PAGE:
Sound played an important part in American Beauty. In all of the dreamy fantasy sequences, there is an excellent use of atonal sound to make the scene feel uncomfortable. Atonal sound in prominent in the first daydream, where Angela and Jane are dancing with the cheerleaders and Angela winds up in a spotlight. The music is very rough and has a jagged sort of feel, to show how although Lester is getting pleasure out of what he is seeing, the viewer is being reminded that he should not be fantasizing in such a way. This idea is especially prominent in the third fantasy. Angela is in a bathtub with rose petals completely covering the water, and she is saying some very suggestive things. Lester reaches for her in a way that is very taboo. His mind creating such scenes is meant to feel very awkward and wrong, a feeling that is increased with
the use of atonal music. The music in this scene in particular is very jarring, lending the feel of wrongness to the scene. Overall it is a good use of atonal sound, especially due to the fact that the subject matter itself is not something that most people enjoy thinking about.
Another good use of sound paired with images is the beginning shots and the ending shots. They are almost identical, with the exception that one zooms into the street to begin the film and the other
zooms away from the street to end the film. In the beginning, Lester's voiceover sets the tone for the whole film. He announces that he is going to die, which does sort of spoil the ending. The viewer is left feeling slightly disoriented; the movie is only starting, how could the main character already be dying? It brings up the interesting juxtaposition throughout the film. The viewer knows that Lester is going to die, and yet the film is about him coming to life. The opening shot and the opening voiceover show how Lester is at the beginning of the film as well as where he is going to end up. Life and death being side by side is an important aspect of the film. By the end, when Lester has been killed, the viewer feels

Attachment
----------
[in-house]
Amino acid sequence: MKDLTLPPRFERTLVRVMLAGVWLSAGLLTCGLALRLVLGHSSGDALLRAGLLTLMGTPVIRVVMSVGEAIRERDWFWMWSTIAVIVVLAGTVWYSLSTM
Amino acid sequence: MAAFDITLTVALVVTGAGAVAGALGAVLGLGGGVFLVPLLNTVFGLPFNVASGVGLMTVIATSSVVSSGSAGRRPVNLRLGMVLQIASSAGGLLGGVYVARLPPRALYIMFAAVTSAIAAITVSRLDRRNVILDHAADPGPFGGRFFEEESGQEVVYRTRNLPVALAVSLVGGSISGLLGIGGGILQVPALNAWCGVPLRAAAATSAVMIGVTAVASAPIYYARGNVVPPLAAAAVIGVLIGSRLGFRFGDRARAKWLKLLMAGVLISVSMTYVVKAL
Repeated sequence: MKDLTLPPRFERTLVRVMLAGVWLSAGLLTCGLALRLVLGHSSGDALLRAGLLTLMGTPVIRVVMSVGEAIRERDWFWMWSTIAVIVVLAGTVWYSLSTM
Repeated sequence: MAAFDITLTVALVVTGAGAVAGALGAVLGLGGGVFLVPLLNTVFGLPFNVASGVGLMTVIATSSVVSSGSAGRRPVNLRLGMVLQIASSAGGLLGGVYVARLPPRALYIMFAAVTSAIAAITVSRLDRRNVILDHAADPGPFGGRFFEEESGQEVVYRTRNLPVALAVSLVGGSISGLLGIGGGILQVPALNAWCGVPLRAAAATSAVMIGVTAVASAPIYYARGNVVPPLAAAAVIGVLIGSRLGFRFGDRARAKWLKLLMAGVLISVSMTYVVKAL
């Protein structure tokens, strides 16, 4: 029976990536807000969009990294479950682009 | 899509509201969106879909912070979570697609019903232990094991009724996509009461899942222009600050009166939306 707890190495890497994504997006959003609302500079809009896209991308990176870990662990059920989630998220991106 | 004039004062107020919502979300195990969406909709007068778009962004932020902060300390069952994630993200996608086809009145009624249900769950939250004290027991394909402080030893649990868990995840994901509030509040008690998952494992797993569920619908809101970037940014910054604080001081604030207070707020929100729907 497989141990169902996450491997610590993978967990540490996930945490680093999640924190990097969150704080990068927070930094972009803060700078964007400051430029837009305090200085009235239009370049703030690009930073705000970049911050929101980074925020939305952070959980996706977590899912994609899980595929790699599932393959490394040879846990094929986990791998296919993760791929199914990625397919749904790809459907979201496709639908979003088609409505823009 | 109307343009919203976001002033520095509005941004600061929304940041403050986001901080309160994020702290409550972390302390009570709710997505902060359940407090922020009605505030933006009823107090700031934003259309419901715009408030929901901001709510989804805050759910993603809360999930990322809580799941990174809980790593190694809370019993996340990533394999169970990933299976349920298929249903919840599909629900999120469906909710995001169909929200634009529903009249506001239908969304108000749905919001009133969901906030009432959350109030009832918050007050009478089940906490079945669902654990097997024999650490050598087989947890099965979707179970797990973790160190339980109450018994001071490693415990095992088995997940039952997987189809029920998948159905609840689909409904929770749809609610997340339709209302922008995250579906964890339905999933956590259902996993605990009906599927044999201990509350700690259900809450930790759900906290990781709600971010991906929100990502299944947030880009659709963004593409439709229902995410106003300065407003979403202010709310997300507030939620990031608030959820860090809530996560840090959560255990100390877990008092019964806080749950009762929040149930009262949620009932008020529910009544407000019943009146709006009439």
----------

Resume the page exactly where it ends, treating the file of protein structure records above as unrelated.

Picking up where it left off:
confused again. Lester has just realized what he had in front of him was all he needed. But he got shot in the head. What kind of message is that? Well, Lester goes on to say, in his ending voiceover that zooms back out of the neighborhood, a lot of important things about life. So the viewer feels validated, being told by this mystical voiceover from a god's eye shot, that life is still good. That is why using a voiceover was a good decision. It lends more credibility and weight to what is being said, especially if the shot it goes with is something to suggest the dead looking down to earth at their loved ones. That is always a powerful message to send home.